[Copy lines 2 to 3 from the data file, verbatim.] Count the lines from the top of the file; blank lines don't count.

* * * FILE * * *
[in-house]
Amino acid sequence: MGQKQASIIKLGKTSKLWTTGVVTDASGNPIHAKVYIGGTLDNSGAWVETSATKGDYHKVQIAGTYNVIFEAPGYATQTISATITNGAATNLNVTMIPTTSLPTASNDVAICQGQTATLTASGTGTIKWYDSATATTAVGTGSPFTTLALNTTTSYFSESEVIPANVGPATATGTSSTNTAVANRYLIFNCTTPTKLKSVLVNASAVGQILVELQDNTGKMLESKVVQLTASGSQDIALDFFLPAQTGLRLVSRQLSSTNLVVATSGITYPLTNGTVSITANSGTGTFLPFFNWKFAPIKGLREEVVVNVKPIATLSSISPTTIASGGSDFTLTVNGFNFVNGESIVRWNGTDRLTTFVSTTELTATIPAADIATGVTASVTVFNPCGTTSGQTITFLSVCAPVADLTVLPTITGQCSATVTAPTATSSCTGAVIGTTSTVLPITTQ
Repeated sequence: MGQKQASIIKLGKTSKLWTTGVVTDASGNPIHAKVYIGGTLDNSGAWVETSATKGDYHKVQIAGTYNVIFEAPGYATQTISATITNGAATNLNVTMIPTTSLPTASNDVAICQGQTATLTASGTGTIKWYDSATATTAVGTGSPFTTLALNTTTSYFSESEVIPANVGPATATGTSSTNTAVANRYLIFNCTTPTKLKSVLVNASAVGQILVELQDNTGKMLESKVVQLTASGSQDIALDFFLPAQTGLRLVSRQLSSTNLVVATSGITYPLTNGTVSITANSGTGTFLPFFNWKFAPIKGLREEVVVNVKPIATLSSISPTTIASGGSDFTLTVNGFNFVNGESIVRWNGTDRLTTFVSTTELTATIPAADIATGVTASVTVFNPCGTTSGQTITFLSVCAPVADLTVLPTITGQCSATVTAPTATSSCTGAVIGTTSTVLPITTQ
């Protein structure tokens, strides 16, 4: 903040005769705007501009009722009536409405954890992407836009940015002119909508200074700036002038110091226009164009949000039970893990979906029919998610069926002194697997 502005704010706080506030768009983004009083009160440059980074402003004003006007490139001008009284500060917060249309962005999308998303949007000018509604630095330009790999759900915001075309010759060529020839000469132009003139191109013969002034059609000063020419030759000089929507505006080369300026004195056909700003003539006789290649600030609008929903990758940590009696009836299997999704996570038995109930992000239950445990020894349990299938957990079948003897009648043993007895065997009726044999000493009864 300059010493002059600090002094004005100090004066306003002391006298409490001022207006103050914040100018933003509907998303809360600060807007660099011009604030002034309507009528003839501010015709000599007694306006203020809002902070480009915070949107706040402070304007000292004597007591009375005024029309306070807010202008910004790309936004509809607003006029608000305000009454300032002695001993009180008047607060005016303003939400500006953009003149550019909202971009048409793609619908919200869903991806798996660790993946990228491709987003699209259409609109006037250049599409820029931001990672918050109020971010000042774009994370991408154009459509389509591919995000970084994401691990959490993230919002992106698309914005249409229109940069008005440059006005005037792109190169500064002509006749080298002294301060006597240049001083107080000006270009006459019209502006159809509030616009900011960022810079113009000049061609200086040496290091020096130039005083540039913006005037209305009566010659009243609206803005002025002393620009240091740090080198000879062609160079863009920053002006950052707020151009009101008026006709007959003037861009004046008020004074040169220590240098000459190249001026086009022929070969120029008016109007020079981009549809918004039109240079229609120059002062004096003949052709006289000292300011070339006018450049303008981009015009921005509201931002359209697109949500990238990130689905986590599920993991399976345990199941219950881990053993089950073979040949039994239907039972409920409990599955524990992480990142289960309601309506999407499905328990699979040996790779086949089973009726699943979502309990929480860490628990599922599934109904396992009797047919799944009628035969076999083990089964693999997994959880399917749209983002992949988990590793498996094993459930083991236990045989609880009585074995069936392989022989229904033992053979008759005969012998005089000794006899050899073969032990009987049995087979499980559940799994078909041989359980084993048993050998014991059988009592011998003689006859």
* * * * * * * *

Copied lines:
Amino acid sequence: MGQKQASIIKLGKTSKLWTTGVVTDASGNPIHAKVYIGGTLDNSGAWVETSATKGDYHKVQIAGTYNVIFEAPGYATQTISATITNGAATNLNVTMIPTTSLPTASNDVAICQGQTATLTASGTGTIKWYDSATATTAVGTGSPFTTLALNTTTSYFSESEVIPANVGPATATGTSSTNTAVANRYLIFNCTTPTKLKSVLVNASAVGQILVELQDNTGKMLESKVVQLTASGSQDIALDFFLPAQTGLRLVSRQLSSTNLVVATSGITYPLTNGTVSITANSGTGTFLPFFNWKFAPIKGLREEVVVNVKPIATLSSISPTTIASGGSDFTLTVNGFNFVNGESIVRWNGTDRLTTFVSTTELTATIPAADIATGVTASVTVFNPCGTTSGQTITFLSVCAPVADLTVLPTITGQCSATVTAPTATSSCTGAVIGTTSTVLPITTQ
Repeated sequence: MGQKQASIIKLGKTSKLWTTGVVTDASGNPIHAKVYIGGTLDNSGAWVETSATKGDYHKVQIAGTYNVIFEAPGYATQTISATITNGAATNLNVTMIPTTSLPTASNDVAICQGQTATLTASGTGTIKWYDSATATTAVGTGSPFTTLALNTTTSYFSESEVIPANVGPATATGTSSTNTAVANRYLIFNCTTPTKLKSVLVNASAVGQILVELQDNTGKMLESKVVQLTASGSQDIALDFFLPAQTGLRLVSRQLSSTNLVVATSGITYPLTNGTVSITANSGTGTFLPFFNWKFAPIKGLREEVVVNVKPIATLSSISPTTIASGGSDFTLTVNGFNFVNGESIVRWNGTDRLTTFVSTTELTATIPAADIATGVTASVTVFNPCGTTSGQTITFLSVCAPVADLTVLPTITGQCSATVTAPTATSSCTGAVIGTTSTVLPITTQ